An example from my life: my kids like to take the pillows and cushions off of the couch. It might not be reasonable, but this drives me absolutely CRAZY. When they take the cushions off, the slipcover gets all messed up, sand that has gathered under the cushions (where is it not a priority to vacuum) gets spread across the rug (where I do vacuum). They like to hide things behind the cushions which I then can't find, or I sit on when I'm trying to relax. They drop things between the couch and the wall, which then take some effort to retrieve. They don't put the cushions back when they are done playing, and in the midst of my exhaustion I have nowhere to sit. In short, I hate it when they take the cushions off of the couch. I've talked circles around this issue, explained all of the things that I've just stated here, and told them why it's not kind for them to take the cushions off of the couch. They still did it, because these reasons don't really matter to them.<br><br>
My kids don't care if the slipcover is askew. They don't care if the sand is transferred, or if important things are missing behind the couch. Knowing the things that happen when they engage in this activity is not a deterrent to them. It IS a deterrent when I tell them that their taking the cushions off of the couch irritates me. They understand how my mood affects our daily schedule and they are more willing to work around my particular quirks on this issue.<br><br>
I know my kids' triggers for irritation and the way that their tempers can derail our fun days. I try not to specifically do things that will make them angry. I don't give them the wrong cups. I don't mess up their hair or make them wear sandals without socks or put away toys they are still playing with.<br><br>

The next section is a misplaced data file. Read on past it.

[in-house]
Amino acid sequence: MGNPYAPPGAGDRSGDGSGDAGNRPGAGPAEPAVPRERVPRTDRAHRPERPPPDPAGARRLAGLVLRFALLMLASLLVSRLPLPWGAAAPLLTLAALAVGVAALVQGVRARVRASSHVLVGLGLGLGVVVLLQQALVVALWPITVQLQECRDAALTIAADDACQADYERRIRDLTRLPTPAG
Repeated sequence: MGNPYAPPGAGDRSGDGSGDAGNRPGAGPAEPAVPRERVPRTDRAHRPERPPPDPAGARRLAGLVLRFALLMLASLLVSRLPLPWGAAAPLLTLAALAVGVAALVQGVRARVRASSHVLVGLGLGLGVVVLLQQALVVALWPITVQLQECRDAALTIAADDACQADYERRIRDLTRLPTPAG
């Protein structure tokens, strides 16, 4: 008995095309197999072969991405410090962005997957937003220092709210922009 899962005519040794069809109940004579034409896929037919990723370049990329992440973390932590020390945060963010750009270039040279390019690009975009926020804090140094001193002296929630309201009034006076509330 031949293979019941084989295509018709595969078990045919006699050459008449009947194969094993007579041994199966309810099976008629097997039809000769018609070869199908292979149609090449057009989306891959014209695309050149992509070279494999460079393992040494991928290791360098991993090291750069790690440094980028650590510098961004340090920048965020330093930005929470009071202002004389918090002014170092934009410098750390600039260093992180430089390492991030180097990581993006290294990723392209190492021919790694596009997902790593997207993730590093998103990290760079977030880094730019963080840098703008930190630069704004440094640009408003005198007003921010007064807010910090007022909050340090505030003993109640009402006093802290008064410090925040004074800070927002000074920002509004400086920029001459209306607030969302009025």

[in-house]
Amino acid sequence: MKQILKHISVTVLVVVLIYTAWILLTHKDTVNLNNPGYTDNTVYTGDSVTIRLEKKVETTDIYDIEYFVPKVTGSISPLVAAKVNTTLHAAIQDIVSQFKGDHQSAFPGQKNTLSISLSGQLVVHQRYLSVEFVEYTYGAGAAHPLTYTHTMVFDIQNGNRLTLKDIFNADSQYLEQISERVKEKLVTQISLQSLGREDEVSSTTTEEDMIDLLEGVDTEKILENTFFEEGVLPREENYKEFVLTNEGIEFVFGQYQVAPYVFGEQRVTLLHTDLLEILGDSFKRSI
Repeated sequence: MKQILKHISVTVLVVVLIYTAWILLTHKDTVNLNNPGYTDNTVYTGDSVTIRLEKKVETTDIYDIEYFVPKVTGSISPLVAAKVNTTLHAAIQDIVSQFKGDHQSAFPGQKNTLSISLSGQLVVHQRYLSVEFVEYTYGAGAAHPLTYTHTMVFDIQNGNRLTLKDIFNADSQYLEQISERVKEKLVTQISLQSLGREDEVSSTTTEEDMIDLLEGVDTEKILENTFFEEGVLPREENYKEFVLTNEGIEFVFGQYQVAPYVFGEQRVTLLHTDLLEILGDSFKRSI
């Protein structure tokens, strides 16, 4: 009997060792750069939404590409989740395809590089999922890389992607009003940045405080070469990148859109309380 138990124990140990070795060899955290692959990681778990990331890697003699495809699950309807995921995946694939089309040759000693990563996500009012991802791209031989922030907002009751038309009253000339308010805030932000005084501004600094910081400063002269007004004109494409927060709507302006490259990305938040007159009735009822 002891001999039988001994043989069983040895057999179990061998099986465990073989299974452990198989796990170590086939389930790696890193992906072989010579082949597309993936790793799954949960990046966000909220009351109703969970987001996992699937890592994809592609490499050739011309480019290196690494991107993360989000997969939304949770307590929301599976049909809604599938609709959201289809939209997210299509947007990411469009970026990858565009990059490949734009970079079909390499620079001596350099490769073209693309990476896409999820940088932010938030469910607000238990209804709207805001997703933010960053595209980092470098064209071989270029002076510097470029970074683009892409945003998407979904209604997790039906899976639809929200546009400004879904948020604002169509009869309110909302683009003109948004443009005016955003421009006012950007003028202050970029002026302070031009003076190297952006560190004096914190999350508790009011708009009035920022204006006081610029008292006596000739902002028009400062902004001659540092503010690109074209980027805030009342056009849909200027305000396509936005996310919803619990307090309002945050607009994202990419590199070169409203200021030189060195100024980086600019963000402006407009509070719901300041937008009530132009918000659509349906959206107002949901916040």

I don't think it's manipulative to expect that they will become aware of the specific things that are MY triggers for bad temper, and show the same respect for these things that I show for their triggers. Isn't that the basic goal of a harmonious family? That nobody is left simmering in rage over the easily changeable behaviors of another? Maybe I'm just doing it wrong or need to chill out about the stupid couch, but my personality is what it is and I think it's important for my kids to know that.
 

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<div>Originally Posted by <strong>Artmama</strong> <a href="/community/forum/post/11592522"><img alt="View Post" class="inlineimg" src="/community/img/forum/go_quote.gif" style="border:0px solid;"></a></div>
<div style="font-style:italic;">I always tell her the reason why as I am asking her not to do it. To use one of your examples, and this really happened, she was making big splashes in the tub. I explained all the reasons and what could happen, and that if she did it again, she would need to get out of the tub. She continued to do it, so I got her out and explained that she needed to help me clean up the mess. She ignored me and ran off, getting water all over the house. Now, when my husband bathes her, she does not splash water all over the house because he will give her a consequence (going in her room alone with the door closed) that she wants to avoid. Causing damage and annoying me or even having to clean up just isn't real enough or unpleasant enough to give up the fun of splashing water all over the bathroom. I know that my own Mom was gentle and sweet and did not really punish me, although she was firm and fair. I have to say that I learned how to get around her and did whatever I wanted behind her back. If I thought she would have really punished me if I got caught, I wonder if I would have done things differently. I guess I am playing a little bit of Devil's advocate here, but I notice that she just listens to my husband soooo much more than me and I am the one reading all the books and being so mindful to respect her etc!!!</div>